TOKiMONSTA has pioneered the way for so many budding electronic producers out there, but when a sudden rare disease took over her brain she never could have expected to lose any sense of musical understanding. After a trialling recovery, she is back stronger than ever sharing her story and music. What an incredible woman she is setting the example for what hard work really means, and voicing her thoughts no matter what. She’s coming out for Laneway Festival next year and I can’t wait to see her live.

We’re almost at the end of 2017. How has this year been compared to others?
Oh wow I can’t even explain. This year has been the wildest year for me on so many levels. The past couple of years have been wild for me but in different ways, but this year in particular in terms of my growth and my music; most notably, I put out an album ‘Lune Rouge’. I hadn’t put one out in quite a while and I was a bit apprehensive but that’s where the nervous component shifted this year, but as soon as it dropped, the response and the touring has been really insane.

I know you’ve had a really challenging last couple of years. How did this album help you heal and perhaps re-identify yourself?
The most ardent point is that it was very healing and cathartic for me. I’m sure you’re aware of my health struggles last year and going through brain surgery. When all was said and done, I had these surgeries and they saved my life but as a result I wasn’t able to talk, walk or make music. When everything is taken away from you, you have a clear insight into who you want to be and what you want to do; you just don’t want to bullshit anymore. For me making this album was me appreciating my ability to create, and when you are making music for a while and surrounded by a scene and quality people, you verge on being a bit jaded with music, or even the music I wanted to be making. Once I realised that I could not be making music at all I was like, now I want to make music that makes me happy, is meaningful, gives my life meaning and hope that everyone else that listens to it is along for the ride with me

I’ve often had these conversations with my girlfriends where we pose the question: If you were to lose one of your senses, be it sight or hearing, which would you choose? I’ve always said I’d prefer to lose sight because music is such a life blood to me. When you were faced with that moment where music was a language you no longer understood or could hear, were you okay with that or was it quite confronting?
It’s a very peculiar situation what I was in. Once I woke up from surgery and I couldn’t understand music, it’s like it never existed. Cognitively I wasn’t able to understand it; I couldn’t even notice it. When I did try to listen to music it was like every song was a song I didn’t like, and if you don’t like music you just don’t listen to it. It became numb to me, that’s the thing that was sad, the idea that I would never be able to understand the pleasures of music. It’s hard to explain cause in that moment you don’t understand what you’re missing out on, but once it came back I realised I was missing out.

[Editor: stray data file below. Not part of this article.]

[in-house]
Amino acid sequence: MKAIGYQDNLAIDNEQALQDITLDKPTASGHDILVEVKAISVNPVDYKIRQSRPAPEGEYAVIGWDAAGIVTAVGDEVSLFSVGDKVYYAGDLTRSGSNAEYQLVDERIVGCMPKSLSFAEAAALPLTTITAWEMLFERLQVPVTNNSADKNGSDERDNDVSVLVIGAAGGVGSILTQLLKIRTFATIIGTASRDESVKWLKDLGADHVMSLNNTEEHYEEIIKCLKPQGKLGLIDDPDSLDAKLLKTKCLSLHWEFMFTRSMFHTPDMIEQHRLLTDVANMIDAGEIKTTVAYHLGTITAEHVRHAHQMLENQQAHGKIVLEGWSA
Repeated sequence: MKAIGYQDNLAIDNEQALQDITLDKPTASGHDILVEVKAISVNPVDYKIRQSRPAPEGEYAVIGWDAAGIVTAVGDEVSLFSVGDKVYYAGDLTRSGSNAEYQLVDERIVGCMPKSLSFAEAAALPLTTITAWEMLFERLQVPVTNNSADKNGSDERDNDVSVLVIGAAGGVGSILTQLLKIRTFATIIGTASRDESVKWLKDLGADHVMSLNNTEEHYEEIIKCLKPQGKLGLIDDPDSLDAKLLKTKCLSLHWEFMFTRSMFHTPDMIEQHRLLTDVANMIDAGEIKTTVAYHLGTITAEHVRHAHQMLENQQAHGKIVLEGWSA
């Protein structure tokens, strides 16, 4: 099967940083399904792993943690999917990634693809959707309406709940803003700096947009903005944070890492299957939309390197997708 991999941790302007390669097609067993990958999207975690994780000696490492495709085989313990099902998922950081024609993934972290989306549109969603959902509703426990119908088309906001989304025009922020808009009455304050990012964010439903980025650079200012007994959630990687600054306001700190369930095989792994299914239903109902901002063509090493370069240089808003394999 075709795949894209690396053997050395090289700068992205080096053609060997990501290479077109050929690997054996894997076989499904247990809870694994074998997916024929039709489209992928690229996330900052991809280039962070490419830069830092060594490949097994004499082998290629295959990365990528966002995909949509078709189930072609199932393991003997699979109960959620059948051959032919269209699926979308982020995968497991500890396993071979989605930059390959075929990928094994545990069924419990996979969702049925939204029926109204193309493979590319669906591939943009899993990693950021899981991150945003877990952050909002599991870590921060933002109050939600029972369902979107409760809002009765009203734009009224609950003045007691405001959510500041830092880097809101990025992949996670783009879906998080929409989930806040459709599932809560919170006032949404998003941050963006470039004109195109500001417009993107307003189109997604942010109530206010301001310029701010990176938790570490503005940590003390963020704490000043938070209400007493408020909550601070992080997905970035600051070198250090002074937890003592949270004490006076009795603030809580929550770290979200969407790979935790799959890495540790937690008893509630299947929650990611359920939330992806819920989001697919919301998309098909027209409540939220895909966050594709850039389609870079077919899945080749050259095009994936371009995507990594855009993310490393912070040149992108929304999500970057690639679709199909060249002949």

I want to touch on some breaking news overnight; the Time Magazine’s Person of the Year winner being ‘The Silence Breakers’. What a moment for this movement. You recently graced the cover of Dope Magazine ‘The Women’s Issue’ which is very significant. It’s a big time right now for women. How are you going to use your platform from here on out to vocalise your beliefs and actions in the current state of affairs?
As I have been. There’s no reason for me change my stance on anything; it’s always been pretty solid. I’ve always had a clear idea of what I want to represent as a human being. Even though women right now are finally being heard on a level that hasn’t been, I’ve still been saying the same thing. Now people get to pay attention to what I’m saying, and more people are listening.

You’re coming to Australia next year for Laneway Festival which is one of my favourite festivals. What have you heard about this festival and what are you most looking forward to?
I’m not really sure what to expect but from what I heard it’s kind of like camp, but camp for the artists. As you know it’s a travelling festival so you’re with the same people 10 days straight. I’m not apprehensive in a bad way but I hope we make it alive! I imagine it will be really fun! After 10 days let’s just hope I have all my hair, don’t lose a shoe and my luggage doesn’t get lost. I also know a lot of the line-up playing so it really will be summer camp for us I think!

What are you working on for 2018 – a single, an EP, an album?
Quite a few things actually. Even though I put out an album, I really can’t stay still; I need to keep creating and I have a high output. My goal for 2018: I’m going to follow up my album with an EP but not it’s own EP, it’s a little sister to the album. I also really want to spend 2018 and beyond creating a platform for other artists, and using my platform and any influence I have to build a new generation of musicians to come and take over. That’s the one tool I have from being around for a little bit; I can really help proliferate great music and I’m excited to do so. As much as I love making music, I love sharing and listening to it too.


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author: Kara Bertoncini

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